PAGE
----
Questions and answers about saving
Common questions about savings
Instructions: Click each question to learn more.
If you put your savings in an interest earning account, such as a bank savings account, the amount of interest you’ll earn depends on three factors: the interest rate; how long you keep the money in your account; and, how the bank pays the interest. Almost all banks compound interest. It’s a powerful way to make your savings grow faster.
Compounding means a financial institution pays you interest not only on the amount you originally deposited, but also on the interest your deposit has earned over time. With compound interest, your money grows more and a lot faster. (If an account pays what’s called simple interest, that means you only earn interest on the principal, that is, the amount of money you originally deposited.)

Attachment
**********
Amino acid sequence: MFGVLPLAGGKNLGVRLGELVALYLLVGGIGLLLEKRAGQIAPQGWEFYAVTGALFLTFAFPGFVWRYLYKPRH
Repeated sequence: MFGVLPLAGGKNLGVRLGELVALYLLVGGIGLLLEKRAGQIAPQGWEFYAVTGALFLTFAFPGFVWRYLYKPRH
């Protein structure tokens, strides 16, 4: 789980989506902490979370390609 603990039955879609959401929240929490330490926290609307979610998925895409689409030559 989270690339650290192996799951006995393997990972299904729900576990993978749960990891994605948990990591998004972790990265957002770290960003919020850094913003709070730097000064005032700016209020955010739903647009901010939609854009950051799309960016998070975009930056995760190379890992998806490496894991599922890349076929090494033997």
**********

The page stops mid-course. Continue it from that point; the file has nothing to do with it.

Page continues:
Depending on the account, the interest may be compounded daily, monthly, or quarterly. Each time, you’re paid interest on the new, total amount you have in your account. So the more frequently your money is compounded, the more interest you’ll earn.
Here’s a quick way to determine which savings account will pay you the most. Just compare the annual percentage yield, or APY, of the accounts. The APY is the rate of return for a one year period. The higher the APY percentage, the more interest you’ll receive.
Yes. The interest you earn in your bank accounts is considered income, so it is taxable. The bank will provide a form at the end of the year that shows the total amount of interest you earned.
Note: The higher the interest rate, the more your money grows. Also, time is one of your most important tools for saving and investing. The more time your money has to grow, the better.
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